For the pur­pos­es of cam­pus-based projects around address­ing and build­ing com­mu­ni­ty defense sys­tems in South Asian and cam­pus com­mu­ni­ties, civic engage­ment can involve a vari­ety of actions. Please note, the fol­low­ing are exam­ples only. Appli­cants are encour­aged to sub­mit their own inno­v­a­tive and cre­ative project ideas, includ­ing but not lim­it­ed to projects that pro­mote civic engage­ment through art!

  • Orga­niz­ing stu­dents to part­ner with local com­mu­ni­ty-based orga­ni­za­tions on prob­lem­at­ic local, state, or nation­al poli­cies crim­i­nal­iz­ing immi­grants and peo­ple who are undoc­u­ment­ed.
  • Build­ing coali­tion with stu­dent orga­ni­za­tions of col­or to estab­lish an Equi­ty Advi­sor posi­tion in stu­dent gov­ern­ment that works with the admin­is­tra­tion to cre­ate and imple­ment equi­table poli­cies and prac­tices on cam­pus.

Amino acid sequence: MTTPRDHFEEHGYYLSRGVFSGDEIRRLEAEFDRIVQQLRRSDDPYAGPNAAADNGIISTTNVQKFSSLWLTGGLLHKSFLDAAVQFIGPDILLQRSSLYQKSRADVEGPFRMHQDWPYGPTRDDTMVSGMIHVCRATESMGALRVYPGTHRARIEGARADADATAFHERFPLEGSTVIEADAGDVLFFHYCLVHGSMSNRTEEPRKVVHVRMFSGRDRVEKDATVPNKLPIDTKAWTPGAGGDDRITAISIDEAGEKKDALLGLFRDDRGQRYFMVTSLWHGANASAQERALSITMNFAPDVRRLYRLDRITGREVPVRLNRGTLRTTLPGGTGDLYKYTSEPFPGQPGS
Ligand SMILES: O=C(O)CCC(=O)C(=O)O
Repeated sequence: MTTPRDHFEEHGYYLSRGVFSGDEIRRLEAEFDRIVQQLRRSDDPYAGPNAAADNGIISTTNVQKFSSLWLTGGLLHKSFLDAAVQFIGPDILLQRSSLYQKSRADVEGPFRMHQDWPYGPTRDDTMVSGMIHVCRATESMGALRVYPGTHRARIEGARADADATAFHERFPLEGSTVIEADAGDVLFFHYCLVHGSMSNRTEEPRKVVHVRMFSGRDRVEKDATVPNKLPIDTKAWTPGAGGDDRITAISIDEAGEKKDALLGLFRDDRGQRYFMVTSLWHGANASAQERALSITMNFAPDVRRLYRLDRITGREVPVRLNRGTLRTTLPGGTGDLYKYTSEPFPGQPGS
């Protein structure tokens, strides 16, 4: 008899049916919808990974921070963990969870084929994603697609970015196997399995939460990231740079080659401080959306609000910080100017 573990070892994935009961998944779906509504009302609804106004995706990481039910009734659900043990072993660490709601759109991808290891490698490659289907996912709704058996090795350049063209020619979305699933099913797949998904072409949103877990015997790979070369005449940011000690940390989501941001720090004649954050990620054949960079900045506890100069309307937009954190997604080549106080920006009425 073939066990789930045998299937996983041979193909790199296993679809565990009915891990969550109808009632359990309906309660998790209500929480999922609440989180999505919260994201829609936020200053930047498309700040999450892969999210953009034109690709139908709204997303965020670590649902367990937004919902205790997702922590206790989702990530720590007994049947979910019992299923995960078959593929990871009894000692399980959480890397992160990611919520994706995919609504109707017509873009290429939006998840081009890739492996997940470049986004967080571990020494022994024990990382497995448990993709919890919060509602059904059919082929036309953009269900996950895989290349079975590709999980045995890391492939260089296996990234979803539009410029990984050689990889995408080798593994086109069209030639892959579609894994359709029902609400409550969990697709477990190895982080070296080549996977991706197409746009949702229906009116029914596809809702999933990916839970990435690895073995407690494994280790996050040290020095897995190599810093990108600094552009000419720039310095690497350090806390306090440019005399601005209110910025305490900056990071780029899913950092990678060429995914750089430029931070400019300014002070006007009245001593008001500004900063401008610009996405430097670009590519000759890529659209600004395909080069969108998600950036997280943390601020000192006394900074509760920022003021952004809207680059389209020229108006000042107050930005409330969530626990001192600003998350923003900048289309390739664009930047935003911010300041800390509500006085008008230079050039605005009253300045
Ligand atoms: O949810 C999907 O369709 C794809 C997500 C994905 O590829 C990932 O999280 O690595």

• Rais­ing con­cerns with the cam­pus admin­is­tra­tion and shift­ing insti­tu­tion­al prac­tices and cam­pus police com­pli­ance with poli­cies that dis­pro­por­tion­ate­ly tar­get immi­grants and peo­ple who are undoc­u­ment­ed.
  • Train stu­dent orga­ni­za­tions to sup­port immi­grant and undoc­u­ment­ed peers in cri­sis and build cam­pus coali­tions to sup­port insti­tu­tion­al cul­ture change.
  • Orga­niz­ing a speak-out for stu­dents to voice how they see anti-immi­grant and xeno­pho­bic prac­tices & sen­ti­ment man­i­fest on their cam­pus­es and in the actions of admin­is­tra­tors.
  • Orga­niz­ing let­ter-writ­ing or post­card cam­paigns in sup­port of incar­cer­at­ed immi­grants, par­tic­u­lar­ly those detained by Immi­gra­tion and Cus­toms Enforce­ment (ICE).
  • Host­ing forums/ town halls for cam­pus com­mu­ni­ty mem­bers to share their expe­ri­ences of aca­d­e­m­ic insti­tu­tion poli­cies that are anti-immi­grant and dis­cuss how to advo­cate for change.
  • Advo­cate for and estab­lish a sup­port cen­ter for immi­grant and undoc­u­ment­ed stu­dents.